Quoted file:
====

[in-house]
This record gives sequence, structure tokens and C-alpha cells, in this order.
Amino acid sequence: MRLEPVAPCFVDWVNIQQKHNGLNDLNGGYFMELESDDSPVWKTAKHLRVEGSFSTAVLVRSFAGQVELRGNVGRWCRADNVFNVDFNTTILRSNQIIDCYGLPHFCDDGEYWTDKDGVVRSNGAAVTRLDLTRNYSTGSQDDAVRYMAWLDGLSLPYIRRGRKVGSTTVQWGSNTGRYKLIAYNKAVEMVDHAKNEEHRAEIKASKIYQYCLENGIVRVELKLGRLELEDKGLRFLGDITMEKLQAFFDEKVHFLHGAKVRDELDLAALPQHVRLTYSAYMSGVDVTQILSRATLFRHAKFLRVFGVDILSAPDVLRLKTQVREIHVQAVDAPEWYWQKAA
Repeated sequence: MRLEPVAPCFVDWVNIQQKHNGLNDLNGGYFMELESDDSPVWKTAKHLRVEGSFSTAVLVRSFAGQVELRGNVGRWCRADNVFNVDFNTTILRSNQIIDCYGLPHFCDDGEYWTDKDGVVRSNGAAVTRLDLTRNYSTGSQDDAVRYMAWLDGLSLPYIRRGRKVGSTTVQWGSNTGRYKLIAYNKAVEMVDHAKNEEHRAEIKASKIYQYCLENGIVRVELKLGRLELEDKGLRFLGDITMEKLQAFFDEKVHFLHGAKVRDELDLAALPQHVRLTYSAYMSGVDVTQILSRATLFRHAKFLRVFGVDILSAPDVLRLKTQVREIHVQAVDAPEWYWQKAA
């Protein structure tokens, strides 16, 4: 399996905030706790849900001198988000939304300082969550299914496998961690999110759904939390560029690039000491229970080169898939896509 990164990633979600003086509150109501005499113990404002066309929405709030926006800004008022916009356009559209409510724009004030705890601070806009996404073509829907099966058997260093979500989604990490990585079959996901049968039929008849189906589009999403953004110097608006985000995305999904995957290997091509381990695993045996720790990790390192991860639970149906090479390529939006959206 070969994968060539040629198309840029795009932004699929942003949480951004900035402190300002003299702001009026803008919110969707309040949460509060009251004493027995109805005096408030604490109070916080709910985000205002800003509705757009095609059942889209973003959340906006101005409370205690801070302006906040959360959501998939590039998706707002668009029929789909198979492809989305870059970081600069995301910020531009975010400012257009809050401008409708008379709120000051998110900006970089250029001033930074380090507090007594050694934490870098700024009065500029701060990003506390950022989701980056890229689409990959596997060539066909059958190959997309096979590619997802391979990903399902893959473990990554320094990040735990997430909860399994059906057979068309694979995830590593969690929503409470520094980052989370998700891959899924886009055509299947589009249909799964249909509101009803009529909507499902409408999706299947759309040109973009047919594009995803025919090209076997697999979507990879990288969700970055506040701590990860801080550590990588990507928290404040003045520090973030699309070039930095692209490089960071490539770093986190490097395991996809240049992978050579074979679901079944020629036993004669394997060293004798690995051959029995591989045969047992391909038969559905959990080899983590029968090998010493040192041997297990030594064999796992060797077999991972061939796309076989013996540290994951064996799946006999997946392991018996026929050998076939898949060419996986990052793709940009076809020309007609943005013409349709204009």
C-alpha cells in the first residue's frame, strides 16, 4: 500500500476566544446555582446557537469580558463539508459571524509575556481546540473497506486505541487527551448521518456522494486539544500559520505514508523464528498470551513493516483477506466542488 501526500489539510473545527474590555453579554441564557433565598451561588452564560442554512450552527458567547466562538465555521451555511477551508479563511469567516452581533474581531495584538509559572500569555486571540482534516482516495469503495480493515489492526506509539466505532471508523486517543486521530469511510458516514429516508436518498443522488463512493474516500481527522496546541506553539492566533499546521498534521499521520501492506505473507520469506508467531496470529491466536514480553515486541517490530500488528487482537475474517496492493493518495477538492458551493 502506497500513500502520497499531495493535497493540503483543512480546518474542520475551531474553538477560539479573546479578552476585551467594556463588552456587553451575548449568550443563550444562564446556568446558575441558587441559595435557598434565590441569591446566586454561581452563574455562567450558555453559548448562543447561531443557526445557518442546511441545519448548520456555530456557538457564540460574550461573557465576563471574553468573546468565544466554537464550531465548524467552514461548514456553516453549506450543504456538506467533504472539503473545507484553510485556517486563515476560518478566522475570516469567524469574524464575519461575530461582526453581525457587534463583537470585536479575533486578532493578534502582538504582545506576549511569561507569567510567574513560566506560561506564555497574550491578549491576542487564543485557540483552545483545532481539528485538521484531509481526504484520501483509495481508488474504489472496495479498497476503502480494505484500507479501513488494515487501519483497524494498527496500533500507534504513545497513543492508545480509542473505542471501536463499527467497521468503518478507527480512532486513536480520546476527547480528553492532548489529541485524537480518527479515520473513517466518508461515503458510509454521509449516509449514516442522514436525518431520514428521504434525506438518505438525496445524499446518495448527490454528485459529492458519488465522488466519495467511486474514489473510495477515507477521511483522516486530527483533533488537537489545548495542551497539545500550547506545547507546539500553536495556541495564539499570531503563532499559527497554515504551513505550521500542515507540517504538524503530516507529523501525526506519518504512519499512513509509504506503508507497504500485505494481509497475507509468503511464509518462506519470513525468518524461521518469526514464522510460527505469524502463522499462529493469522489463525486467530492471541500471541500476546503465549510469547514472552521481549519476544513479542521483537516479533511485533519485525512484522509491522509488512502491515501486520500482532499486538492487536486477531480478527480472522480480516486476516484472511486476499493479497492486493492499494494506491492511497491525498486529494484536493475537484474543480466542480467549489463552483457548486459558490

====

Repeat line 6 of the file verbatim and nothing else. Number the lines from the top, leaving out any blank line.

C-alpha cells in the first residue's frame, strides 16, 4: 500500500476566544446555582446557537469580558463539508459571524509575556481546540473497506486505541487527551448521518456522494486539544500559520505514508523464528498470551513493516483477506466542488 501526500489539510473545527474590555453579554441564557433565598451561588452564560442554512450552527458567547466562538465555521451555511477551508479563511469567516452581533474581531495584538509559572500569555486571540482534516482516495469503495480493515489492526506509539466505532471508523486517543486521530469511510458516514429516508436518498443522488463512493474516500481527522496546541506553539492566533499546521498534521499521520501492506505473507520469506508467531496470529491466536514480553515486541517490530500488528487482537475474517496492493493518495477538492458551493 502506497500513500502520497499531495493535497493540503483543512480546518474542520475551531474553538477560539479573546479578552476585551467594556463588552456587553451575548449568550443563550444562564446556568446558575441558587441559595435557598434565590441569591446566586454561581452563574455562567450558555453559548448562543447561531443557526445557518442546511441545519448548520456555530456557538457564540460574550461573557465576563471574553468573546468565544466554537464550531465548524467552514461548514456553516453549506450543504456538506467533504472539503473545507484553510485556517486563515476560518478566522475570516469567524469574524464575519461575530461582526453581525457587534463583537470585536479575533486578532493578534502582538504582545506576549511569561507569567510567574513560566506560561506564555497574550491578549491576542487564543485557540483552545483545532481539528485538521484531509481526504484520501483509495481508488474504489472496495479498497476503502480494505484500507479501513488494515487501519483497524494498527496500533500507534504513545497513543492508545480509542473505542471501536463499527467497521468503518478507527480512532486513536480520546476527547480528553492532548489529541485524537480518527479515520473513517466518508461515503458510509454521509449516509449514516442522514436525518431520514428521504434525506438518505438525496445524499446518495448527490454528485459529492458519488465522488466519495467511486474514489473510495477515507477521511483522516486530527483533533488537537489545548495542551497539545500550547506545547507546539500553536495556541495564539499570531503563532499559527497554515504551513505550521500542515507540517504538524503530516507529523501525526506519518504512519499512513509509504506503508507497504500485505494481509497475507509468503511464509518462506519470513525468518524461521518469526514464522510460527505469524502463522499462529493469522489463525486467530492471541500471541500476546503465549510469547514472552521481549519476544513479542521483537516479533511485533519485525512484522509491522509488512502491515501486520500482532499486538492487536486477531480478527480472522480480516486476516484472511486476499493479497492486493492499494494506491492511497491525498486529494484536493475537484474543480466542480467549489463552483457548486459558490